Following the shooting down of a passenger jet there has been a significant shift in the views of the British public about Russia and Ukraine
The prime minister has called the downing of a Malaysian Airlines flight MH17 over the Russia-Ukraine border a “defining moment” for Russia, and has warned of “hard-hitting” sanctions unless Moscow changes course on Ukraine. US officials have made the case that the plane was shot down by a missile fired from territory held by pro-Russian separatists, using sophisticated weaponry that was transferred to the separatists from Russia.
Nearly 300 passengers were killed in the crash, including 193 from the Netherlands, marking the first time the months-old crisis in Ukraine has spilled over to directly impact countries outside the region. A new YouGov poll suggests a significant shift in how British people view the situation. A solid majority (63%) now see the situation between Ukraine and Russia as something that “should concern Britain and the West”, up from 46% in mid-March. The number who say it’s only a matter between Ukraine and Russia has fallen from 42% to just 24%.
The plane crash also seems to have caught the attention of the public in a way the crisis has failed to do in the past. Immediately following the referendum which Russia would use as a pretext for annexing Crimea, a YouGov poll only 58% were following the news “closely”. 73% are following the news that a passenger jet has been shot down over Ukraine.
Following the tragedy, large groups want a tougher response towards Russia by the British (42%), US (39%) and German (46%) governments, but a harder line is especially desired when it comes to the EU countries acting together (54%). Support for several specific actions against Russia in response to the situation in Ukraine have also increased since late March, when YouGov last researched the subject.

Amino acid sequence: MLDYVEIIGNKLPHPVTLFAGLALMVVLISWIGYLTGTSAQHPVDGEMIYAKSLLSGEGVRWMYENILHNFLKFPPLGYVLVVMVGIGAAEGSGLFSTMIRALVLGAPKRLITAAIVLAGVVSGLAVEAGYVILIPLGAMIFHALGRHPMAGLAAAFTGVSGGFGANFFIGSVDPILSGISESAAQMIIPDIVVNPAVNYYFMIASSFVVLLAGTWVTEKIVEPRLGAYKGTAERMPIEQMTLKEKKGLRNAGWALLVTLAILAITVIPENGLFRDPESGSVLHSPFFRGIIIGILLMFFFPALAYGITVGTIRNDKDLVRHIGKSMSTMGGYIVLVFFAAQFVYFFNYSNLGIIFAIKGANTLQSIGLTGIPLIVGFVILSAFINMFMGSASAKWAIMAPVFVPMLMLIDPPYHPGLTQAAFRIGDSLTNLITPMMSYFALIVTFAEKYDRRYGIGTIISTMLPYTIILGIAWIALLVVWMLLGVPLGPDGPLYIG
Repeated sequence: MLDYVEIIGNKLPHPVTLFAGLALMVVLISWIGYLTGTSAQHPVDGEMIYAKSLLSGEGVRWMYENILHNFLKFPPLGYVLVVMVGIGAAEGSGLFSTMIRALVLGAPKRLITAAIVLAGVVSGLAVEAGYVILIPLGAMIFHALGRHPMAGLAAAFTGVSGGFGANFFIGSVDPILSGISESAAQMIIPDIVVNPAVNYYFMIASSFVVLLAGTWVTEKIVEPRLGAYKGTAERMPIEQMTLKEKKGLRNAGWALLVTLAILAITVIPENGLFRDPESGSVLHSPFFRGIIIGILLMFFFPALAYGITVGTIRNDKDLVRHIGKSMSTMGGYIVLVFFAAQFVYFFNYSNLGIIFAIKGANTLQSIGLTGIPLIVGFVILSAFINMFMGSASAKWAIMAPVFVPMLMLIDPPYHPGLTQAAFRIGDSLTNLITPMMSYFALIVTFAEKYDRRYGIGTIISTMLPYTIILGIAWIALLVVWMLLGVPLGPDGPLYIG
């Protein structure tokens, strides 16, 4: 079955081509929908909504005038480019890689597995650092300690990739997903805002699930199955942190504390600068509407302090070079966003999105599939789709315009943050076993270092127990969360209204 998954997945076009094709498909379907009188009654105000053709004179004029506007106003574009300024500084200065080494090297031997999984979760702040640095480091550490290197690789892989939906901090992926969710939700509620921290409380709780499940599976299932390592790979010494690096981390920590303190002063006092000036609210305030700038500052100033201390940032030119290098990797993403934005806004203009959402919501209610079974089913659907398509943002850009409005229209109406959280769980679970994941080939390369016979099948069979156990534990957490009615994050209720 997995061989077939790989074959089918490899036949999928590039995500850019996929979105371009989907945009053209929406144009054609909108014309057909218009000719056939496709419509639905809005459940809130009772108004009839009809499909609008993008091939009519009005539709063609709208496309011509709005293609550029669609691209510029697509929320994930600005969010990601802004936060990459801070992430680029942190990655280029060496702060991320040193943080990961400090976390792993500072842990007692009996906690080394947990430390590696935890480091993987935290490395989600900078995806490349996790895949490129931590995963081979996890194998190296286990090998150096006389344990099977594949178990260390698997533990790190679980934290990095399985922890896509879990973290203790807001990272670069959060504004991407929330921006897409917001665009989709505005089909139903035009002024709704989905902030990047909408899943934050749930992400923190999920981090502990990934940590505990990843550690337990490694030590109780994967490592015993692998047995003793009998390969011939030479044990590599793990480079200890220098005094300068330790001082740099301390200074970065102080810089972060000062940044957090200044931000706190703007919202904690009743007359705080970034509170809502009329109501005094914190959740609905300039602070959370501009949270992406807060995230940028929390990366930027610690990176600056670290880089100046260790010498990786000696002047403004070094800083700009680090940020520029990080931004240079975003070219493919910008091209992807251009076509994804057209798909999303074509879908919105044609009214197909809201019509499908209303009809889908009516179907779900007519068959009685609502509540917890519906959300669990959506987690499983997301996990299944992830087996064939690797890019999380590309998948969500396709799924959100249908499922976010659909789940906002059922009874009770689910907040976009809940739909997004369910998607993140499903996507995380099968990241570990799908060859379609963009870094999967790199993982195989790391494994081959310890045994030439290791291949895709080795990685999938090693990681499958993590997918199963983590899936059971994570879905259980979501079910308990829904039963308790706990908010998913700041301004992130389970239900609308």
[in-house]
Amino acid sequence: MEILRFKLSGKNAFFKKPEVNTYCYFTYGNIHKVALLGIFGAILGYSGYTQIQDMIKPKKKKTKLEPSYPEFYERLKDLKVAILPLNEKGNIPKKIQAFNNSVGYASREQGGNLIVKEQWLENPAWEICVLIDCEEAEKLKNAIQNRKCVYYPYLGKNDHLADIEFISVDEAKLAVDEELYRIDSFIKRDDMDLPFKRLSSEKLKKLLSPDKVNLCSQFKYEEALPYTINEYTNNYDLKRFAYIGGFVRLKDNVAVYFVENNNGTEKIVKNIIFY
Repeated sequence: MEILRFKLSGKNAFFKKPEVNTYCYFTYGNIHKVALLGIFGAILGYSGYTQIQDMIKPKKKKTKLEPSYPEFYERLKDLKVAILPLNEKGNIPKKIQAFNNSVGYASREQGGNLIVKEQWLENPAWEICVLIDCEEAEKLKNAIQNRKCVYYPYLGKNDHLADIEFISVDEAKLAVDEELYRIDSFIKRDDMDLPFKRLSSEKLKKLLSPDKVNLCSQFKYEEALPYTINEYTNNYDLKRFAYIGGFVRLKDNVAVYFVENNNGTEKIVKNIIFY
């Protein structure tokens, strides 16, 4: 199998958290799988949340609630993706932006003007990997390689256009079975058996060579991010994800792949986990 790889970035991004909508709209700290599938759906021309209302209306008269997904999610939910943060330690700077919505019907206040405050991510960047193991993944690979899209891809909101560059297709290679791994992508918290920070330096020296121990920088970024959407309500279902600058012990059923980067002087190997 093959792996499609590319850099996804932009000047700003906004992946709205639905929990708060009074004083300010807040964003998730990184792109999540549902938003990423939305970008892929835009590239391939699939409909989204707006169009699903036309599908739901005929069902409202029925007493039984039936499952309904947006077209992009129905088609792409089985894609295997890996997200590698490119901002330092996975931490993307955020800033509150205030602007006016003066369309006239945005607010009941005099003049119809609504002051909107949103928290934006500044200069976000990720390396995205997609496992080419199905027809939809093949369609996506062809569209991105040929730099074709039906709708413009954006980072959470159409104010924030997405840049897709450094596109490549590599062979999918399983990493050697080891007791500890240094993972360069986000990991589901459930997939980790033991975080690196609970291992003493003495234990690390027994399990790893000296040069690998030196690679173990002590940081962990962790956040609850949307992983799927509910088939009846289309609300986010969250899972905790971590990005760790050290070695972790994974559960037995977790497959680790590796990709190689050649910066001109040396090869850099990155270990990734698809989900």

Six in ten now support imposing trade sanctions against Russia, up from 50% in March, and 53% support freezing Russian assets in Western banks, up from 42%. Support has not increased significantly when it comes to providing support to the Ukrainian government – whether that means financial or military aid or deploying Western troops – which was deeply unpopular in March and remains so.
The survey also showed support for suspending passenger and commercial airline flights to Russia, with 46% in favour and 27% opposed.
Freezing the assets against some of Vladimir Putin’s allies who use Western banks was among the new actions Mr Cameron has said the West should consider if Moscow does not cooperate with investigations into the crash.